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The International Court of Justice ignored not only its own Statute but also the writings of eminent jurists and academic scholars of international law, members of its own Bench, including a past president of the ICJ, all of whom are uniquely qualified and experienced on the subject at hand. Among them: Professor and Judge Stephen M. Schwebel, past president of the ICJ; Sir Gerald Fitzmaurice, former ICJ judge; Judge Sir Hersch Lauterpacht, a former member judge of the International Court; Judge Sir Elihu Lauterpacht, judge ad hoc of the International Court of Justice; former British Ambassador to the UN, Lord Caradon, principal author of draft Resolution 242; Professor Julius Stone, one of the twentieth century’s leading authorities on the Law of Nations; Professor Eugene V. Rostow, dean of the Yale Law School, U.S. Under-Secretary of State for Political Affairs, and a key draftee of UN Resolution 242; Professor and Jurist Arthur J. Goldberg, member of the U.S. Supreme Court, and U.S. Ambassador to the UN in 1967 and a key draftee of Resolution 242; and Professor George P. Fletcher, faculty member of the Columbia University School of Law, who wrote recently that Kofi Annan’s use of the phrase “‘illegal occupation’ is a perilous threat to the diplomatic search for peace.”1

In contradiction to international law, scholarly judgment, and common sense, the International Court of Justice handed down an ‘Advisory Opinion’ that is:

So sloppy that it wants the reader to believe that the League of Nations document – the 1922 “Mandate for Palestine” that laid down the Jewish legal right to settle anywhere in the area between the Jordan River and the Mediterranean Sea, an entitlement unaltered in international law and valid to this day – was the founding document for Palestinian self-determination. It seems that the members of the Court didn’t even bother to read the six-page legally-binding Mandate for Palestine document.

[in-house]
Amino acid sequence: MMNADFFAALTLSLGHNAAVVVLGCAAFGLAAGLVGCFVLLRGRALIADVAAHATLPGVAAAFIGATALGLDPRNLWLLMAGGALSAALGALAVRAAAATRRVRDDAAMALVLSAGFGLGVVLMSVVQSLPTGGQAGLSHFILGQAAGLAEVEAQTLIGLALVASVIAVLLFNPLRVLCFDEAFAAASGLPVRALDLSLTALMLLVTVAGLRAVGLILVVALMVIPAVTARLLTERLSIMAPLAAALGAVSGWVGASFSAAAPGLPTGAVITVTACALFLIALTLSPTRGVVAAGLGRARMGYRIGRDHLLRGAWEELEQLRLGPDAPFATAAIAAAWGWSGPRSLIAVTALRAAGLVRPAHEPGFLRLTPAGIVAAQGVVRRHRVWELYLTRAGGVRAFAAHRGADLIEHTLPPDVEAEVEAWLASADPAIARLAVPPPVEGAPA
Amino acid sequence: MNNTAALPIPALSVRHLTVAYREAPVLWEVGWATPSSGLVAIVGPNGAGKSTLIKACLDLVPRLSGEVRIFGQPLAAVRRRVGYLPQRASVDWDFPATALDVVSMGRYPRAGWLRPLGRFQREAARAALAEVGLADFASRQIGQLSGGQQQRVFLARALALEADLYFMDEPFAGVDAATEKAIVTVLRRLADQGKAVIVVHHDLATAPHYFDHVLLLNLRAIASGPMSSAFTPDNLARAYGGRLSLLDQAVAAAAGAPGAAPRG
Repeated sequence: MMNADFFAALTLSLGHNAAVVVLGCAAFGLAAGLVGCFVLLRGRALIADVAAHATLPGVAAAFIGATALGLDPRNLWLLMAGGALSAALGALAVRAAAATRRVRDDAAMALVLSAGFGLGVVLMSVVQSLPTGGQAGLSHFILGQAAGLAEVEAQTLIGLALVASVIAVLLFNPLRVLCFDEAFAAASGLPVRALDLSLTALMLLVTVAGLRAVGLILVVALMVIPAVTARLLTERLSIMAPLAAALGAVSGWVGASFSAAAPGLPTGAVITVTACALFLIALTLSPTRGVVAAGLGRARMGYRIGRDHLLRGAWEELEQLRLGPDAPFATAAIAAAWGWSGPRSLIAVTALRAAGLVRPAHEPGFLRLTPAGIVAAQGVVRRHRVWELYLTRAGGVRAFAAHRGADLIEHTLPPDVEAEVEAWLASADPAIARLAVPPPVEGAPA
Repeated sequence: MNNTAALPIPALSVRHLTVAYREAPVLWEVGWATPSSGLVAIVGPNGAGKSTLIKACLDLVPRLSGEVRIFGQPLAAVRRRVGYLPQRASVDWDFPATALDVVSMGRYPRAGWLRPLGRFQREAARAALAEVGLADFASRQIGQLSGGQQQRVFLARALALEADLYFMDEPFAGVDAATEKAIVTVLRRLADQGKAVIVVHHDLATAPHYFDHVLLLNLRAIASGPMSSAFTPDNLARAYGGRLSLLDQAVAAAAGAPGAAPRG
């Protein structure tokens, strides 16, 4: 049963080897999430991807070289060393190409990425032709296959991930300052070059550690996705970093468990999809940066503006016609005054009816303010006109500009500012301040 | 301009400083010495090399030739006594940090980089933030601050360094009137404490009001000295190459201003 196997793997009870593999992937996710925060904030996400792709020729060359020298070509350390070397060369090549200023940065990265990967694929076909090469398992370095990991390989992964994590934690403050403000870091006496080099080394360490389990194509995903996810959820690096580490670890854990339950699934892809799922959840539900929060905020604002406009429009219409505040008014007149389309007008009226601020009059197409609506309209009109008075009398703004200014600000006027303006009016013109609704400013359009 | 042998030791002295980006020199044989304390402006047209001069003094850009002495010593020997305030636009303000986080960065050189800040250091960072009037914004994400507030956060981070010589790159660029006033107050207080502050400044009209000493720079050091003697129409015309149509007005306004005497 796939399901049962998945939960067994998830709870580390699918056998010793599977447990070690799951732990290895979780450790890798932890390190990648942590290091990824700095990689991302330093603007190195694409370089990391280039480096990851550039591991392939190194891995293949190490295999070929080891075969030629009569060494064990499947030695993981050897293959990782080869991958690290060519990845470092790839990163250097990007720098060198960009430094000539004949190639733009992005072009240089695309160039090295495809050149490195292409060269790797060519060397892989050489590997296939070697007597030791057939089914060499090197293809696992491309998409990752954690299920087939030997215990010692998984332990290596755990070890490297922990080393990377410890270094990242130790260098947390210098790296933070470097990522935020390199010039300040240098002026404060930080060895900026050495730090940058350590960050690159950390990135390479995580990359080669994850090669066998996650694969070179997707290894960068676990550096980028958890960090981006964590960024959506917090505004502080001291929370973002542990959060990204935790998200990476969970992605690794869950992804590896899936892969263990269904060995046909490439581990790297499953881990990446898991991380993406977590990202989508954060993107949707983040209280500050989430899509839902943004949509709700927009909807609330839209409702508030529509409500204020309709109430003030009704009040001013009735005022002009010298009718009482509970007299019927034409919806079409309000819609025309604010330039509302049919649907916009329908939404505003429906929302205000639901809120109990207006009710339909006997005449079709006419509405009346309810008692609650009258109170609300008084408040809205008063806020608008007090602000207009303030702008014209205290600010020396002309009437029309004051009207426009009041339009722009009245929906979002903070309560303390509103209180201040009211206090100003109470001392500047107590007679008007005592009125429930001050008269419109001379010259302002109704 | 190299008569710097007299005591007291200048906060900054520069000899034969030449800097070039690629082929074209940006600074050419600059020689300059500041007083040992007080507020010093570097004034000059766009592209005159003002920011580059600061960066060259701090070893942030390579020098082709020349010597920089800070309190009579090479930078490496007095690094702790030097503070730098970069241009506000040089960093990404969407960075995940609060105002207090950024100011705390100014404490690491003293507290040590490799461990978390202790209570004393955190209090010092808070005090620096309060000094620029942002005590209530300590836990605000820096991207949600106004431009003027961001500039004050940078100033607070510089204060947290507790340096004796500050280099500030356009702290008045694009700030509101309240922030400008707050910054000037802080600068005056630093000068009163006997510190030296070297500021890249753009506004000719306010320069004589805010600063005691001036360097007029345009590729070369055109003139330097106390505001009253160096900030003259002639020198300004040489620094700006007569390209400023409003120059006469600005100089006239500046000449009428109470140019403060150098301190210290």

So biased that it found terrorist activities to be irrelevant to its judicial investigation. The ICJ that cites the Secretary-General’s Report as a key document and a major source of information for its opinion, skips the part of the same UN Report that labeled the Palestinian actions “terror,” clearly stating the cause for building a security barrier.

So incompetent that it demonstrates a total disregard of the UN’s own legal machinery by arbitrarily treating numerous General Assembly Resolutions and Declarations as a source of law, contradicting the UN Charter and the Court’s Statute.2

So devious that it erases all Arab aggression during the British Mandate period (1922-1948), the 1948, 1956, 1967 and 1973 wars, and Israel’s continuing fight of self-defence against Palestinian terrorism.